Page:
We’re beginning to see some interesting outlines for Sacramento’s brand-new city council districts. The Sacramento Redistricting Citizens Advisory Committee is wrapping up its work this month—preparing its recommendations for the Sacramento City Council. The council will do the actual redrawing of the lines later this summer—as part of the once-a-decade redistricting process that affects every legislative district in the country, from U.S. Congress to local school board.
Since mid-May, the Sacramento citizen panel has been poring over three-dozen city council district maps submitted by other citizens. These folks are just like your neighbors, only much, much wonkier.
You can see all their maps on the city’s website, at www.cityofsacramento.org/redistricting. One of the main themes running through these proposals is, of course, a widespread desire to see downtown and Midtown united into one single council district (see “The district,” SN&R Frontlines, May 5). The city council brushed the idea aside in 2001, but will have to take it more seriously this time.
And while there are several plans which would unite the central city, Bites was intrigued by a plan submitted by locally famous chef Patrick Mulvaney, which would actually further divide up the city core.
Whereas the grid now touches on parts of three different council districts—Mulvaney’s approach would break it into four. Mulvaney even evoked James Madison (“ambition must be made to counteract ambition”), saying that his plan would “ensure sunshine in the public debate and enhance vigorous, open dialogue about the future of the city I love.”
Celebrity chefs quoting the Federalist No. 51 while they carve out city council districts? Bites loves Sacramento.
Another big theme Bites noticed is a push to create one or two heavily Latino districts—districts where Latinos would make up more than 30 percent of the population.
The most likely candidate seems to be District 2 north of the Sacramento River. Right now, large Latino populations in Northgate, North Sacramento and South Natomas are split apart in District 1 (represented by Angelique Ashby and dominated by North Natomas) and District 2 (Sandy Sheedy).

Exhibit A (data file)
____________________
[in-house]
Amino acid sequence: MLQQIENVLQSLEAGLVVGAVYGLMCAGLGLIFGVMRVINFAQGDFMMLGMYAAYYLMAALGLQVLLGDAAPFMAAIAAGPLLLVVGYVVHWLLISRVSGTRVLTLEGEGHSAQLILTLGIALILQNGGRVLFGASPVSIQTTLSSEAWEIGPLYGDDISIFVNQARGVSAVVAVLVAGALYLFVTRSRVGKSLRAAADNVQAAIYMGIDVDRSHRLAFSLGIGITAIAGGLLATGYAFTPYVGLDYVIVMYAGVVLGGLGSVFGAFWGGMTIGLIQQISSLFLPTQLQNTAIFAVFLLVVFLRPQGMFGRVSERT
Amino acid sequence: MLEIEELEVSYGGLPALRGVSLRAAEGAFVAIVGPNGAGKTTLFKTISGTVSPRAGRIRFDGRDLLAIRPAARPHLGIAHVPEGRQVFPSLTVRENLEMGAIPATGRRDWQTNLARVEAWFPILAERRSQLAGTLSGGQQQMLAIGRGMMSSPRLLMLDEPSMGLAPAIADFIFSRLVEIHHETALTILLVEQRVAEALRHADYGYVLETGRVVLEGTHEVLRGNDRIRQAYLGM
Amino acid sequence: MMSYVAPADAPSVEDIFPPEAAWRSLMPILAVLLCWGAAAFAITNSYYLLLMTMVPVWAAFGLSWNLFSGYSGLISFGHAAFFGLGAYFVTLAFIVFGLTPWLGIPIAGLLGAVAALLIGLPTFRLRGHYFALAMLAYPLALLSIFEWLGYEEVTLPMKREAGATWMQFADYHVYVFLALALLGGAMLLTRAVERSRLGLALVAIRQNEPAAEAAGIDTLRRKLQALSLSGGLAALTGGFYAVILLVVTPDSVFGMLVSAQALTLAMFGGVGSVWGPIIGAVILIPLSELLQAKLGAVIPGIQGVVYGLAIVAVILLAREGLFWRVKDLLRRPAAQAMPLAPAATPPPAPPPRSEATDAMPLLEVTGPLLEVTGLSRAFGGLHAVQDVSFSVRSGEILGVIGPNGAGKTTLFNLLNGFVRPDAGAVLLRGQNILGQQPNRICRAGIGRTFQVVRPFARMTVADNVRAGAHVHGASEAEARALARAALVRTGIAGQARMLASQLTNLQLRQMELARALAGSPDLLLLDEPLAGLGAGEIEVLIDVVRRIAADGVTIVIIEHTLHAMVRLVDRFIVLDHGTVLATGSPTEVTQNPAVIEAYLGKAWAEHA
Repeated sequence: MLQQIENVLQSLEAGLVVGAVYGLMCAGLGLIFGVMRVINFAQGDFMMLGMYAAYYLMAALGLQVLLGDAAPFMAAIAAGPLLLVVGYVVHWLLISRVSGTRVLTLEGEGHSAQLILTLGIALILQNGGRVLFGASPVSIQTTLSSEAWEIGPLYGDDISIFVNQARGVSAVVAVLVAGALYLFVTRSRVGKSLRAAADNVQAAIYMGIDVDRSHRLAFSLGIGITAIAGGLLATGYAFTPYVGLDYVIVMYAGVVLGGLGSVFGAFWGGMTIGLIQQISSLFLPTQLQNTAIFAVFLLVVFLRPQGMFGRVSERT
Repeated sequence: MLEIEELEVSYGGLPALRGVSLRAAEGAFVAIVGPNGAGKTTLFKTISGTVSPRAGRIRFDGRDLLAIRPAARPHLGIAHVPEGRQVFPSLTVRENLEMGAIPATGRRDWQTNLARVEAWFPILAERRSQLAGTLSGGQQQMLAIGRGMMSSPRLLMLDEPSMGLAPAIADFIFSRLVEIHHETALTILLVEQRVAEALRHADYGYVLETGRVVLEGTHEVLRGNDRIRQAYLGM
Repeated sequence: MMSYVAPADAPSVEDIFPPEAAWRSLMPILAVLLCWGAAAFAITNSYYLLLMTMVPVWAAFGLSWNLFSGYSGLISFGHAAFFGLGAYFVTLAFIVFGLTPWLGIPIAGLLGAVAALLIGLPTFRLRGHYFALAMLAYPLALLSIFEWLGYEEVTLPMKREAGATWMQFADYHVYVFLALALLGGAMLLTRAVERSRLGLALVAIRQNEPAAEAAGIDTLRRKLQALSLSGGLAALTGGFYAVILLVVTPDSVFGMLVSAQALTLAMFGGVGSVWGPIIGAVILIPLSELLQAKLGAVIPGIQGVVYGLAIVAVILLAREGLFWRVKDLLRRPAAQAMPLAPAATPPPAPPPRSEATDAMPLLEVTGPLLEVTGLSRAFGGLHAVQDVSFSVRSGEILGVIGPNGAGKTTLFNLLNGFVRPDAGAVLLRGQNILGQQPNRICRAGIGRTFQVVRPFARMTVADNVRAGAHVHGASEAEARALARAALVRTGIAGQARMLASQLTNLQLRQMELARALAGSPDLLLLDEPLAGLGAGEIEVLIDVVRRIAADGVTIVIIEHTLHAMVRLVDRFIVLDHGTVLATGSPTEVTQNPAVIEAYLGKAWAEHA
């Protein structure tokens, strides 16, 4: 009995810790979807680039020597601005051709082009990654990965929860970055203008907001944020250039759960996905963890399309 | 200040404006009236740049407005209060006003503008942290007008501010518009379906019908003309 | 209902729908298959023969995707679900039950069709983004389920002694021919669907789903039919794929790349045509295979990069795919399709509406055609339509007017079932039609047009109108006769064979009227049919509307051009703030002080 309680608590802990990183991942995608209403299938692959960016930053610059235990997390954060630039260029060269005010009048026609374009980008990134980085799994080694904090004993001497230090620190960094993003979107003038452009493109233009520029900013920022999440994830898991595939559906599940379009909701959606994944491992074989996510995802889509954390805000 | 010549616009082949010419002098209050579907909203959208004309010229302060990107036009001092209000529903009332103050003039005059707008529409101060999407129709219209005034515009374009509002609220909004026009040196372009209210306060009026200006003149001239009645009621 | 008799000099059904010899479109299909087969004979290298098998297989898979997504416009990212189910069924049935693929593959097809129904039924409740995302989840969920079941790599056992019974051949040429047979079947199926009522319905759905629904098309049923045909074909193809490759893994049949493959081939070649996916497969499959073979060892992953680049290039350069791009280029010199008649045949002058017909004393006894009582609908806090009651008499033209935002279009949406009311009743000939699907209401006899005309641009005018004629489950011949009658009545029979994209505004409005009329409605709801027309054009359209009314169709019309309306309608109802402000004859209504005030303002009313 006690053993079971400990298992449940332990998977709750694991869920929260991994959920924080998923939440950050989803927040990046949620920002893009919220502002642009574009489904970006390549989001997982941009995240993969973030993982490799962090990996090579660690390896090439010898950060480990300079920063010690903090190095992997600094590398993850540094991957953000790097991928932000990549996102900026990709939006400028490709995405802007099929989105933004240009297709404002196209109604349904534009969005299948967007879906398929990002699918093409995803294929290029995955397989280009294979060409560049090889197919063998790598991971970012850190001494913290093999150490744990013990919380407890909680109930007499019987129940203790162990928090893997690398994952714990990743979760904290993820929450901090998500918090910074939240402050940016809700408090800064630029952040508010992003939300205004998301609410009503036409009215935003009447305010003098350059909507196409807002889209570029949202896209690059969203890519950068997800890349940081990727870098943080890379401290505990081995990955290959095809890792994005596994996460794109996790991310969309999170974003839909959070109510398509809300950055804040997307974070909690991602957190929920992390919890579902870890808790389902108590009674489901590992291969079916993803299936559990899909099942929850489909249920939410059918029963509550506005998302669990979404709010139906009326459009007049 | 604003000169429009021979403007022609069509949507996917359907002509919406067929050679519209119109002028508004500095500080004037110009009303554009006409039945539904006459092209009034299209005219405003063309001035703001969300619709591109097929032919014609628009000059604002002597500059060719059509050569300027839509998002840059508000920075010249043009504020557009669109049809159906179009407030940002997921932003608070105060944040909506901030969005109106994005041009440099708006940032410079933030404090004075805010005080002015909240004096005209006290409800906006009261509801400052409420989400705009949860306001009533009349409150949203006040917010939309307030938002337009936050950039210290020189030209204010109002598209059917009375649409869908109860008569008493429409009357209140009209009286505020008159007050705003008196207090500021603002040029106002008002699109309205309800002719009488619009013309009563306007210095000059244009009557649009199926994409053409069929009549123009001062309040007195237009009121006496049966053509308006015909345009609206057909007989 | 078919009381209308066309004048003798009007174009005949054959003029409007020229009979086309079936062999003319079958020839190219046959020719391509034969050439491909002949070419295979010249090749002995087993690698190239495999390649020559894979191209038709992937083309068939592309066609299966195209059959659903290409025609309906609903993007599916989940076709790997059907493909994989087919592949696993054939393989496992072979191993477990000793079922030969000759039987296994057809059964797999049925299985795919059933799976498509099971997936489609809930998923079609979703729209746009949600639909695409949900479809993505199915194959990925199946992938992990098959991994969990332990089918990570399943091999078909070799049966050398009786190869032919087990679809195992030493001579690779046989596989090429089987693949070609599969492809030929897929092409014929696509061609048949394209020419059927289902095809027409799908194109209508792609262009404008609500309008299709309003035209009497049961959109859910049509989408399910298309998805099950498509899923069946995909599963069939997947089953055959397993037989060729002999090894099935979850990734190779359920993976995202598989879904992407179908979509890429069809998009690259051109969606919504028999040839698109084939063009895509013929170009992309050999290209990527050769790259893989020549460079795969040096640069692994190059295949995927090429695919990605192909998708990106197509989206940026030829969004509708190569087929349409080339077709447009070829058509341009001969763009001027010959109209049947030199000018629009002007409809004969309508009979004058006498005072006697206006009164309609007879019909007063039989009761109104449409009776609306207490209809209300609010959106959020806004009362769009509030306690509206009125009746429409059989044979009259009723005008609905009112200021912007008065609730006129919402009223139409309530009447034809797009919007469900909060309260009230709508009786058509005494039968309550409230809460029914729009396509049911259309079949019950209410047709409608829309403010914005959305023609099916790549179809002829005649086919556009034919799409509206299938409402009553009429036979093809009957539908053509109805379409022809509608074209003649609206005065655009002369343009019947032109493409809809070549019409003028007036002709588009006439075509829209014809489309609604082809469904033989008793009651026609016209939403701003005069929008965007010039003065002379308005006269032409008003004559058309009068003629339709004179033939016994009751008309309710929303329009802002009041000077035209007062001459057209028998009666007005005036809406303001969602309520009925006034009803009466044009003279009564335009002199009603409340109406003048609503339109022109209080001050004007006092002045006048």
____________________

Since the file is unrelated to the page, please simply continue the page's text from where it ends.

And while Latinos have had some successes in City Hall over the years—think Joe Serna and Deborah Ortiz—there hasn’t been a Latino on the city council dais in more than a decade.
Bites was also intrigued by the map offered by Tom Runge and other residents of Tahoe Park.
Today Tahoe Park is split in half between District 5 and District 6. This plan would put that neighborhood back together, but also draw in what Runge calls “Sacramento’s first suburbs” under the representation of one council member. That also includes Oak Park, Colonial Heights and Elmhurst, as well as some of Sacramento’s important but careworn commercial corridors, like Stockton Boulevard, Broadway and 65th Street.
Runge cites a recent report by the Urban Land Institute, “Inner-Ring Suburbs: ‘In the Sweet Spot’ for Development and Investment in the Post-Recession Economy” to help make the case. Point being that investment has been flowing to the sprawling new burbs and into sexy downtown projects—but mostly bypassing the old “streetcar suburbs.” But these are really some of the best neighborhoods for reinvestment and smart growth. And they need a lot of help.
“I think for the last couple of decades, the city has been really focused on downtown and Midtown. We’d really like to see some balance brought back to the neighborhoods,” Runge told Bites.
That’s what it’s all about, bringing some balance, spreading the power around. Soon these ideas will bump up against city council members’ own political agendas, namely staying in office. But so far, so good.